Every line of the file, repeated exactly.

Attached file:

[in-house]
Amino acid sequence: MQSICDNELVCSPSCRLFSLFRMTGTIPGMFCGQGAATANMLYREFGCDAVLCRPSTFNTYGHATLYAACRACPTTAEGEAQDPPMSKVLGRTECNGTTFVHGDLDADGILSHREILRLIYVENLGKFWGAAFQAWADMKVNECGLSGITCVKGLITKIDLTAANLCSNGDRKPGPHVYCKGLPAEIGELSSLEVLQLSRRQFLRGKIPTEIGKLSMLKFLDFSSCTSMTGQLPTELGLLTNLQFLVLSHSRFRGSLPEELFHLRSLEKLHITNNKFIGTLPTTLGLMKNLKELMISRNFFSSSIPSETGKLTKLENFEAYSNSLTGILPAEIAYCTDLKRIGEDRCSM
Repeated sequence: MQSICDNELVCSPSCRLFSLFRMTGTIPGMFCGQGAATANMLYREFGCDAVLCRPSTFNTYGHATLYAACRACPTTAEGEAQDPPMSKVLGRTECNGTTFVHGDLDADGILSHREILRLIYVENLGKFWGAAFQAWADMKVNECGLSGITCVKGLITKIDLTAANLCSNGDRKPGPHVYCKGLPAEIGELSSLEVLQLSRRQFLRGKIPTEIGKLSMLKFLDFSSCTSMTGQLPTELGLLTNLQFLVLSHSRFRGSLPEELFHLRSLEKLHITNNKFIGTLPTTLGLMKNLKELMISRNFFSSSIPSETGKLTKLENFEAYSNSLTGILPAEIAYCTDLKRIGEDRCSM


[in-house]
Amino acid sequence: MQSICDNELVCSPSCRLFSLFRMTGTIPGMFCGQGAATANMLYREFGCDAVLCRPSTFNTYGHATLYAACRACPTTAEGEAQDPPMSKVLGRTECNGTTFVHGDLDADGILSHREILRLIYVENLGKFWGAAFQAWADMKVNECGLSGITCVKGLITKIDLTAANLCSNGDRKPGPHVYCKGLPAEIGELSSLEVLQLSRRQFLRGKIPTEIGKLSMLKFLDFSSCTSMTGQLPTELGLLTNLQFLVLSHSRFRGSLPEELFHLRSLEKLHITNNKFIGTLPTTLGLMKNLKELMISRNFFSSSIPSETGKLTKLENFEAYSNSLTGILPAEIAYCTDLKRIGEDRCSM
Repeated sequence: MQSICDNELVCSPSCRLFSLFRMTGTIPGMFCGQGAATANMLYREFGCDAVLCRPSTFNTYGHATLYAACRACPTTAEGEAQDPPMSKVLGRTECNGTTFVHGDLDADGILSHREILRLIYVENLGKFWGAAFQAWADMKVNECGLSGITCVKGLITKIDLTAANLCSNGDRKPGPHVYCKGLPAEIGELSSLEVLQLSRRQFLRGKIPTEIGKLSMLKFLDFSSCTSMTGQLPTELGLLTNLQFLVLSHSRFRGSLPEELFHLRSLEKLHITNNKFIGTLPTTLGLMKNLKELMISRNFFSSSIPSETGKLTKLENFEAYSNSLTGILPAEIAYCTDLKRIGEDRCSM